So armed with the letter for both the ECG and the trigger shot in Greek I was off (for all I know it read – ‘This great big wimp cannot do this so please give this to her at 10pm exactly!’ lol – but not really laughing so much! haha!)

Leaving the clinic, with poor Leah getting the blame from the receptionist that I was a mess once again – is it fair to blame the hormones at this point?  Are they effective right away? – I was off to suss out where Leto Hospital was.  I was told it was a taxi ride and that maybe I should ring them in advance to see if they could do my ECG before my shot.

Upon getting back to my apartment, super emotional, I called 6 times via Skype on both my phone and laptop with a crappy connection (apparently that is not just limited to China), was hung up on and if I got through no one understood what it was I wanted (there is not many ways to explain ECG apparently). I was again in tears.  I was incredibly frustrated and all alone trying to figure all this out and sick of all the unfairness of this situation and doing it by myself in a foreign country….yes, I still lay blame at NZ’s health system with this one and it definitely came out then.

I decided I need some distraction to calm myself down before I set off to walk to this hospital to sort it out in person, so engaged in some mindless TV show watching.

Luckily, my parents rang at that time – sarcasm at it’s greatest. I was a mess.

Finally I felt calm enough to make the trek to the hospital – a 30 minute walk, so not too bad, unfortunately on arrival the street it was on was full of shops with ‘Congrutaltions its a ___”, bouquets  and baby and maternity shops….turns out it was a maternity hospital.  Just great.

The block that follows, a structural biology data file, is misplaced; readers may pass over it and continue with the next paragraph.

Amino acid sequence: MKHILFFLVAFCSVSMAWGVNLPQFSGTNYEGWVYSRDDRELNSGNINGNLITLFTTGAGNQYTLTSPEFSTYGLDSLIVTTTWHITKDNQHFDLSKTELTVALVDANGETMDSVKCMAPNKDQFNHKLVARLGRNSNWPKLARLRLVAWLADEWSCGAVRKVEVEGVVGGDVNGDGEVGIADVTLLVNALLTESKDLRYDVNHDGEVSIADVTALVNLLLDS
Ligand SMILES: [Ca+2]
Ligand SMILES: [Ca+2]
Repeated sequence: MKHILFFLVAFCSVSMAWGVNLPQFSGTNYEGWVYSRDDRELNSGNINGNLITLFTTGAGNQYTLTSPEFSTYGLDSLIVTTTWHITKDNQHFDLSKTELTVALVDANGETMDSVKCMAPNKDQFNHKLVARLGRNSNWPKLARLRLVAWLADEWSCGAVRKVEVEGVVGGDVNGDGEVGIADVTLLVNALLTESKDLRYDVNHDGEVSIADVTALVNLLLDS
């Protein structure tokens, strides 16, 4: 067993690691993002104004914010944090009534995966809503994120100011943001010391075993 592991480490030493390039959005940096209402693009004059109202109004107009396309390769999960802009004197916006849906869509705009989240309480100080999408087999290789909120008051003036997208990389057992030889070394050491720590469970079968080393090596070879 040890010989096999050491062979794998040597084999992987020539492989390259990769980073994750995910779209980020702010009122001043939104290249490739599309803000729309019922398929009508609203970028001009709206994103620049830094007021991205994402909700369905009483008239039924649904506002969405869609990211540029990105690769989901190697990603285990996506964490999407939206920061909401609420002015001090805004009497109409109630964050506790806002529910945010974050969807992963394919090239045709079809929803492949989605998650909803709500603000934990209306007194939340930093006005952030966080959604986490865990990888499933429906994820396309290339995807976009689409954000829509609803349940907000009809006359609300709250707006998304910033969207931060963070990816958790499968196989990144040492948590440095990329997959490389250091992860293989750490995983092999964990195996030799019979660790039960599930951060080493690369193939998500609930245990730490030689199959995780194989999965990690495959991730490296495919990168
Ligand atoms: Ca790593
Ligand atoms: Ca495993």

They were fab and right to the point, no appointment needed, I showed them the forms in Greek and the ECG could be done at 9pm and shot at 10pm.  Relief flooded me and joyously I walked back (well joyously is definitely a gross exaggeration…let’s just say I was much happier than when walking there).

Next, it was the wait for my 3pm appointment for my shots (unfortunately 1 actually hurt this time, same spot or increased dose…one or the other.  Once again I am thankful for not having 2 weeks of these), and to pick up ‘the’ shot, which I filled in with grocery shopping – another frustrating feat in itself (turns out I was at a dinky little market and the main one was only one street over! Found it the next day)

Shots went without a hitch – Leah pleaded with me for no tears and preceded to teach another staff member how to prepare shots, which made me feel better that it wasn’t just me that was learning today!  I was given a plastic bag with the needles, vials and ice pack and headed straight home.

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The quickest part of this process so far – my ECG with Greek results – all good!

I cooked to relax (yes, I know that is strange for some) and due to my exhausted and emotional state I set an alarm for 8.30pm.  Another 30 minutes walk to hospital. The ECG was extremely quick and easy, in and out within, I swear, 2 minutes and the results were all good – a super positive as this means I can go under the aesthetic for the egg retrieval. Because that was over so quickly I had a wee wait to dwell on the shot so read my book – clever plan Amy! – and then 10pm came around.  The shot in the upper left quadrant of my left buttock  was quick but oh, so OUCH!!!!! Muscle is not  a fun place to have a shot, bring on the spongy European paunch of a stomach.  Being able to walk it off really helped and it was straight into bed ready for my ‘drug free day’ the next day.

My drug free day literally meant no injections (whoop whoop) but all of the other pills that I had been taking.  Little was I to know that the pill taking would increase by ten fold.  I was just so thankful that my day of being examined, poked, prodded, pinched, injected and inspected in all parts of my body was over.  Next stop – egg retrieval.